Skip to main content
  Tuesday, 19 May 2020
  4 Replies
  2.9K Visits
I am a 42 year old woman. I have a history of having pregnancy induced hypertension that wasn’t consistently elevated to require medication (2/3 of my pregnancies). Never been overweight, I exercise and eat a mostly plant based diet with a lean meat portion once per day. Over the past 8 years, my creatinine has gone up at each lab screening. It started around 0.8 and has gradually crept up to 1.05 at my last lab draw in July 2019. I mentioned this to my pcp but she said she wasn’t worried. My gfr per calculation was 67. I know this is CKD stage 2! Is this something I should be worried about? I should also note that I was just diagnosed with hyperthyroid, likely Graves’ disease. I’m concerned. What should I do next? I do not have a family hx of kidney disease requiring dialysis. Thank you.

  • By any chance do you have any knowledge of your urinary protein levels?
  • Did you have protein in the urine during your pregnancies?
  • Have you had an ultrasound?
  • Is your blood pressure well controlled now?
  • Do you take any medications including supplements?
  • What is your ethnic background?

Dr. Jordan Weinstein
4 years ago
I don’t know if I have any protein in my urine now, but my most recent serum albumin was 4.6 (I know this doesn’t rule out Microalbuminuria).
My urinary protein was negative in all pregnancies but the last one. And it was positive on a dipstick right before I delivered, But I tested negative for pre-eclampsia (24 hour urine). My blood pressure is up right now, but the endocrinologist thinks this is due to Graves/hyperthyroid. I’m taking 25 to 50 mg of atenolol depending on my pulse and BP. I checked it today and it was 114/75. I also take 10 mg methimazole, 2000 IU of vitamin D and a fish oil (but I don’t always take that everyday). I am white.
4 years ago
And I have had an abdominal ultrasound in November that said that my kidneys measured and appeared normal, but I’m not sure if that is the correct imaging for a kidney-specific study.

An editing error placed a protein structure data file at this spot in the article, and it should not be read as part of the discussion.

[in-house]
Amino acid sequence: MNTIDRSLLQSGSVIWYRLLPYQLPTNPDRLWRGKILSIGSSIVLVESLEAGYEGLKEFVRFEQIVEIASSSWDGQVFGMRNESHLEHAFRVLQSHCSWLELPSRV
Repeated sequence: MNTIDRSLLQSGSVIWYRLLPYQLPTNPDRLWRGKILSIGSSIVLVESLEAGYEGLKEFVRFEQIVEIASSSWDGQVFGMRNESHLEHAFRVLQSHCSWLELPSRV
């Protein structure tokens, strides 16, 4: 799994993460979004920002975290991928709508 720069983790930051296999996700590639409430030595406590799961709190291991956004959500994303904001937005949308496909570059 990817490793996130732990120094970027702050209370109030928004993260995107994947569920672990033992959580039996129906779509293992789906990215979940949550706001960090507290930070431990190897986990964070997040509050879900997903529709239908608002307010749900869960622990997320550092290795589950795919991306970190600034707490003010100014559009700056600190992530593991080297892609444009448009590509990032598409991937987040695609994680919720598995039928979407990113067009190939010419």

Knowing your urinary protein is an important variable. If you have none, then whatever is going on will likely have an indolent course. If your kidney function stabilizes at this level and you lack proteinuria then in my opinion, there is little cause for concern. However, if your urinary protein is significantly elevated and/or kidney function declines, then I would think a nephrologist might suggest undergoing a renal biopsy to know what is causing this. In all cases, maintaining excellent blood pressure is very important and use of ACE inhibitors or angiotensin receptor blockers might have particular value especially if urinary protein is elevated.

I can only base my opinion on the information provided and your health-care provider might arrive at different conclusions once you have provided an entire history and had a physical examination performed. As always, this forum provides general medical information only and is limited to educational use only. Please discuss the above remarks with your health-care provider.

Dr. Jordan Weinstein
  • Page :
  • 1
There are no replies made for this post yet.
Submit Your Response
Upload files or images for this discussion by clicking on the upload button below.
Supported: gif,jpg,png,zip,rar,pdf,jpeg,doc,docx,xls,xlsx
· Insert · Remove
  Upload Files (Maximum 10MB)

Sharing your current location while posting a new question allow viewers to identify the location you are located.